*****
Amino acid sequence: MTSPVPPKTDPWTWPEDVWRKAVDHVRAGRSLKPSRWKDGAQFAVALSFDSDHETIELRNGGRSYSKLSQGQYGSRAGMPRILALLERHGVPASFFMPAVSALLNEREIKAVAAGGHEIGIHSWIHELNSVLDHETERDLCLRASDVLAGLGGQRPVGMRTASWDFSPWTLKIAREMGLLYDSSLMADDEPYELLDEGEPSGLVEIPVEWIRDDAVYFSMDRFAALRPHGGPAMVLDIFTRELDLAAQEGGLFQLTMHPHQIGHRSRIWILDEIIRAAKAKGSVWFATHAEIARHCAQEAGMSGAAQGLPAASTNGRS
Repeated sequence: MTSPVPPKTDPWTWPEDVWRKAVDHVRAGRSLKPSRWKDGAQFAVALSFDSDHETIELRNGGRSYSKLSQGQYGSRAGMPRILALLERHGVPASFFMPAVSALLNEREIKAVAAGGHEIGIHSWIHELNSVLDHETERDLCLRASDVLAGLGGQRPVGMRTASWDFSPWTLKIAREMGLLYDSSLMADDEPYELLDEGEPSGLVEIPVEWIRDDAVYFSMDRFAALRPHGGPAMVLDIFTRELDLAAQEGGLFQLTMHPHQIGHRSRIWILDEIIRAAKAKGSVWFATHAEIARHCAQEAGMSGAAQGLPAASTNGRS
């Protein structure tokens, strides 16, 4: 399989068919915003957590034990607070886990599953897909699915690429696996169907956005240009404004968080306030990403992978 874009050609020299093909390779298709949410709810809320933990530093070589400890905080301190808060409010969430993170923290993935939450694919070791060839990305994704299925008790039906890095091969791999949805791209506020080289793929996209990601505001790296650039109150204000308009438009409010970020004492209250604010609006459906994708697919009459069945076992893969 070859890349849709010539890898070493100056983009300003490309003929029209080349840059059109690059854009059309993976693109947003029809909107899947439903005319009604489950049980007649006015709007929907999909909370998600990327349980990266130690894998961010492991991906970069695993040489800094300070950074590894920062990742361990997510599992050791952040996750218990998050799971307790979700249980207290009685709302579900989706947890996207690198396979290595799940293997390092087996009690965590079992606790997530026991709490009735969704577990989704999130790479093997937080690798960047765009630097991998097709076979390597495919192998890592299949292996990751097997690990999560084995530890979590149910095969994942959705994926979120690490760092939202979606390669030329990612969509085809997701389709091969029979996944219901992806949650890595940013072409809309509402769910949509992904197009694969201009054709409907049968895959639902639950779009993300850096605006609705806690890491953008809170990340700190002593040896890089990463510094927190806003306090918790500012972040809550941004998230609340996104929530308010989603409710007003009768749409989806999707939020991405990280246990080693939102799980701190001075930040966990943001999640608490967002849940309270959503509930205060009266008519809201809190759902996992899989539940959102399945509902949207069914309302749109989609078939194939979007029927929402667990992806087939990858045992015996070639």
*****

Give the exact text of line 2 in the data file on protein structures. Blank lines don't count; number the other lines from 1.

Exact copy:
Repeated sequence: MTSPVPPKTDPWTWPEDVWRKAVDHVRAGRSLKPSRWKDGAQFAVALSFDSDHETIELRNGGRSYSKLSQGQYGSRAGMPRILALLERHGVPASFFMPAVSALLNEREIKAVAAGGHEIGIHSWIHELNSVLDHETERDLCLRASDVLAGLGGQRPVGMRTASWDFSPWTLKIAREMGLLYDSSLMADDEPYELLDEGEPSGLVEIPVEWIRDDAVYFSMDRFAALRPHGGPAMVLDIFTRELDLAAQEGGLFQLTMHPHQIGHRSRIWILDEIIRAAKAKGSVWFATHAEIARHCAQEAGMSGAAQGLPAASTNGRS